Seize the moment…to shop!

By Pat Kepple

You came to Raystown Lake to get wet, splash around in the lake, feel the spray on your face as your boat glides across the glassy water. But wait, that spray is not coming from the boat’s wake, it is dropping from the sky!

Yes, it does rain at Raystown Lake, just as it does everywhere there is a lake. But don’t despair. Seize the moment . . . and the shopping bag . . .  and head to Huntingdon.

Reeves Gift Boutique_AELandesPhotography_0909040035Let’s start our shopping with Sweet Annie’s Herbs, Huntingdon’s original herb apothecary. Sweet Annie’s is a small shop with a large selection of herbal and other natural supplements, many formulated by Annie Wishard herself, as well as fresh spices, dried flowers, bohemian skirts and blouses, and, well, let’s just say it’s a shop you don’t want to miss.

For a totally fun experience, check out Whisper Rocks Souvenirs and Gifts at Lincoln Caverns, the largest gift shop in the Raystown Lake Region A distinctive feature of Whisper Rocks is, well, its rocks. There is a vast array of very reasonably priced rocks, fossils, and gemstones for the rock enthusiast. And for the bat lover, Whisper Rocks has all the information you need.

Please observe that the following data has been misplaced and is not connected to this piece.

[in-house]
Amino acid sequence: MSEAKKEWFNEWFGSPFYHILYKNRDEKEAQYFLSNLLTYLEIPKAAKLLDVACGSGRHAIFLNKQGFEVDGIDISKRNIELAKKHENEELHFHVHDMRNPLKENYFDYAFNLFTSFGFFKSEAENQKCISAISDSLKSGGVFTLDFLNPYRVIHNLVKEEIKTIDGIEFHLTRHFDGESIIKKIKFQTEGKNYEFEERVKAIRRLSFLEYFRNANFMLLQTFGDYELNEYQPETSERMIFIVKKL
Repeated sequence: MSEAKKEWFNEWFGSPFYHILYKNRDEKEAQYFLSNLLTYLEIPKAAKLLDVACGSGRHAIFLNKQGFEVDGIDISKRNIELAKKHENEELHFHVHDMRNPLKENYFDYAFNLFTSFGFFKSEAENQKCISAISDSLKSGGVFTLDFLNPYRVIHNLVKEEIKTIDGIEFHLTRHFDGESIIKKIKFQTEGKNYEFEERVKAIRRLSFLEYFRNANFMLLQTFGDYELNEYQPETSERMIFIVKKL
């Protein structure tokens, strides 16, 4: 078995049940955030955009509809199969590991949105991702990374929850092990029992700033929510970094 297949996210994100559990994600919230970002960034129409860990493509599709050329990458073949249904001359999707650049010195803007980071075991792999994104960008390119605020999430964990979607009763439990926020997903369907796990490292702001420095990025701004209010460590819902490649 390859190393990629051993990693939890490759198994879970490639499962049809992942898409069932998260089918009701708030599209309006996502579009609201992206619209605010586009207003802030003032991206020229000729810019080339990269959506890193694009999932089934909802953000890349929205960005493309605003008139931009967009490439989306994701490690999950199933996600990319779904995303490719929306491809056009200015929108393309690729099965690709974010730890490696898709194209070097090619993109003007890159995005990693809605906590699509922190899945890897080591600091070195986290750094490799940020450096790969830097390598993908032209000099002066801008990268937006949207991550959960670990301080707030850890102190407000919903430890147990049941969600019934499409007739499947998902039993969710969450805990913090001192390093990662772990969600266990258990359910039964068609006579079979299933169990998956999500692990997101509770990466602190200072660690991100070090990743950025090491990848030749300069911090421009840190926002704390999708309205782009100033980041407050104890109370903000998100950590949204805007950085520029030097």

Originally known as Grove’s Office Supplies, this is a store that knows how to add and subtract. The store has added a JC Penney Catalogue Center; a new line of American made handbags known as Cinda b to complement its large collection of Vera Bradley bags; and Kameleon jewelry, also made in the USA, to accompany the Chamilia charms and beads already in-house. Groves recently expanded its online presence with a new website that offers office supplies, scrapbooking needs, rubber stamping products, art supplies, and vintage antique and collectible items, in addition to tutorials for crafting. What did Groves Office Supplies subtract? The words “office supplies” is gone because the store has evolved into so much more.

Laney’s Feed Mill is another place you don’t want to pass up. You can buy Outback Chair Company hammocks and chairs, Carhart clothing, and Beaumont pottery. Grab a bag of Laney’s store-made specialty bird seed blends to go into one of their beautiful Audubon bird feeders. In 1998 the store changed hands and there have been a few modifications but one thing hasn’t changed—it is still a great place to shop.